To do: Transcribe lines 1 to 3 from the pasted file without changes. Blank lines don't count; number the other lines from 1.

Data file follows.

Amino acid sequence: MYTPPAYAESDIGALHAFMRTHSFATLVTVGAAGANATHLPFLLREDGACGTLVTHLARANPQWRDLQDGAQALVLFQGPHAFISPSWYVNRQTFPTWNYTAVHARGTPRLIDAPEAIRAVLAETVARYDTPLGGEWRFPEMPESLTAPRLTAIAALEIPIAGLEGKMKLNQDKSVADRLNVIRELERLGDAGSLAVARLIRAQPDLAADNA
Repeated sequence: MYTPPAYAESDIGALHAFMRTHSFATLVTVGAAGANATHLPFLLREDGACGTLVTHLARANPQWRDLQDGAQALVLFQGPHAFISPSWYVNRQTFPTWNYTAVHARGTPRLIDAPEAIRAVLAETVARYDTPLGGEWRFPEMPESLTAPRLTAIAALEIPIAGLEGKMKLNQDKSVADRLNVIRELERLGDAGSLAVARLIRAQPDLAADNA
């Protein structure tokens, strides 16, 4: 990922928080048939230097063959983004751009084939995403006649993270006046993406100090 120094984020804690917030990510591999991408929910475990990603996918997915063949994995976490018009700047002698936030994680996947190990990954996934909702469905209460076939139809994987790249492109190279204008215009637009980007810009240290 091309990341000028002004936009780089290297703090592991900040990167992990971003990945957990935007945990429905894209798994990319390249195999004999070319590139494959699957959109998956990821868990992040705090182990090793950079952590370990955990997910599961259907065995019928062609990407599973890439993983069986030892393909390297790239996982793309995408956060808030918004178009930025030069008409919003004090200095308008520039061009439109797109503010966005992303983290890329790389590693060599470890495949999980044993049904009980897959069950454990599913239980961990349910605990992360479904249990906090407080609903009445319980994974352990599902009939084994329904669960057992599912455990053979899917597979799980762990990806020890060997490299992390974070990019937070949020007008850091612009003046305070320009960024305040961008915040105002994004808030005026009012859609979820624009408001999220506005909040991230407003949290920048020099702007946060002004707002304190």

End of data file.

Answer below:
Amino acid sequence: MYTPPAYAESDIGALHAFMRTHSFATLVTVGAAGANATHLPFLLREDGACGTLVTHLARANPQWRDLQDGAQALVLFQGPHAFISPSWYVNRQTFPTWNYTAVHARGTPRLIDAPEAIRAVLAETVARYDTPLGGEWRFPEMPESLTAPRLTAIAALEIPIAGLEGKMKLNQDKSVADRLNVIRELERLGDAGSLAVARLIRAQPDLAADNA
Repeated sequence: MYTPPAYAESDIGALHAFMRTHSFATLVTVGAAGANATHLPFLLREDGACGTLVTHLARANPQWRDLQDGAQALVLFQGPHAFISPSWYVNRQTFPTWNYTAVHARGTPRLIDAPEAIRAVLAETVARYDTPLGGEWRFPEMPESLTAPRLTAIAALEIPIAGLEGKMKLNQDKSVADRLNVIRELERLGDAGSLAVARLIRAQPDLAADNA
């Protein structure tokens, strides 16, 4: 990922928080048939230097063959983004751009084939995403006649993270006046993406100090 120094984020804690917030990510591999991408929910475990990603996918997915063949994995976490018009700047002698936030994680996947190990990954996934909702469905209460076939139809994987790249492109190279204008215009637009980007810009240290 091309990341000028002004936009780089290297703090592991900040990167992990971003990945957990935007945990429905894209798994990319390249195999004999070319590139494959699957959109998956990821868990992040705090182990090793950079952590370990955990997910599961259907065995019928062609990407599973890439993983069986030892393909390297790239996982793309995408956060808030918004178009930025030069008409919003004090200095308008520039061009439109797109503010966005992303983290890329790389590693060599470890495949999980044993049904009980897959069950454990599913239980961990349910605990992360479904249990906090407080609903009445319980994974352990599902009939084994329904669960057992599912455990053979899917597979799980762990990806020890060997490299992390974070990019937070949020007008850091612009003046305070320009960024305040961008915040105002994004808030005026009012859609979820624009408001999220506005909040991230407003949290920048020099702007946060002004707002304190």